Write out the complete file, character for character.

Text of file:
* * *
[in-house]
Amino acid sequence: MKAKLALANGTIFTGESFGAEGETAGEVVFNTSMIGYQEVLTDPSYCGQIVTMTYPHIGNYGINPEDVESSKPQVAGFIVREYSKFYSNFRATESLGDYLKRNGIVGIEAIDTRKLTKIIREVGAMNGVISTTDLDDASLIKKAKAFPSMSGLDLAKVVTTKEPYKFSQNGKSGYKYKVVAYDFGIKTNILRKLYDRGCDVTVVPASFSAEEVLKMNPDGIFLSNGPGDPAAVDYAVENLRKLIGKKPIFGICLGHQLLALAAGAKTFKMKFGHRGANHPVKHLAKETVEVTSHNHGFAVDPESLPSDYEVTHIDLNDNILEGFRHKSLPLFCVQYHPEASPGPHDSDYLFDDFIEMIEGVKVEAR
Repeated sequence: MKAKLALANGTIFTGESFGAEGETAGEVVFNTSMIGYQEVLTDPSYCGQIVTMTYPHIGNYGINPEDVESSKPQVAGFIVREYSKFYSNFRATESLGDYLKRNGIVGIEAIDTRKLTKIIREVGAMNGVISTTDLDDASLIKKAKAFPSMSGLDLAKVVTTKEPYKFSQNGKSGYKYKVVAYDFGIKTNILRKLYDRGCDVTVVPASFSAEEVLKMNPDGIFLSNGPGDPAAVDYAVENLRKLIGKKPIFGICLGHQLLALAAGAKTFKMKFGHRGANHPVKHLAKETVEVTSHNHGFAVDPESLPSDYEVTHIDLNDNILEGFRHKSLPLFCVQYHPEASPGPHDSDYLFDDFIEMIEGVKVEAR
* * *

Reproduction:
[in-house]
Amino acid sequence: MKAKLALANGTIFTGESFGAEGETAGEVVFNTSMIGYQEVLTDPSYCGQIVTMTYPHIGNYGINPEDVESSKPQVAGFIVREYSKFYSNFRATESLGDYLKRNGIVGIEAIDTRKLTKIIREVGAMNGVISTTDLDDASLIKKAKAFPSMSGLDLAKVVTTKEPYKFSQNGKSGYKYKVVAYDFGIKTNILRKLYDRGCDVTVVPASFSAEEVLKMNPDGIFLSNGPGDPAAVDYAVENLRKLIGKKPIFGICLGHQLLALAAGAKTFKMKFGHRGANHPVKHLAKETVEVTSHNHGFAVDPESLPSDYEVTHIDLNDNILEGFRHKSLPLFCVQYHPEASPGPHDSDYLFDDFIEMIEGVKVEAR
Repeated sequence: MKAKLALANGTIFTGESFGAEGETAGEVVFNTSMIGYQEVLTDPSYCGQIVTMTYPHIGNYGINPEDVESSKPQVAGFIVREYSKFYSNFRATESLGDYLKRNGIVGIEAIDTRKLTKIIREVGAMNGVISTTDLDDASLIKKAKAFPSMSGLDLAKVVTTKEPYKFSQNGKSGYKYKVVAYDFGIKTNILRKLYDRGCDVTVVPASFSAEEVLKMNPDGIFLSNGPGDPAAVDYAVENLRKLIGKKPIFGICLGHQLLALAAGAKTFKMKFGHRGANHPVKHLAKETVEVTSHNHGFAVDPESLPSDYEVTHIDLNDNILEGFRHKSLPLFCVQYHPEASPGPHDSDYLFDDFIEMIEGVKVEAR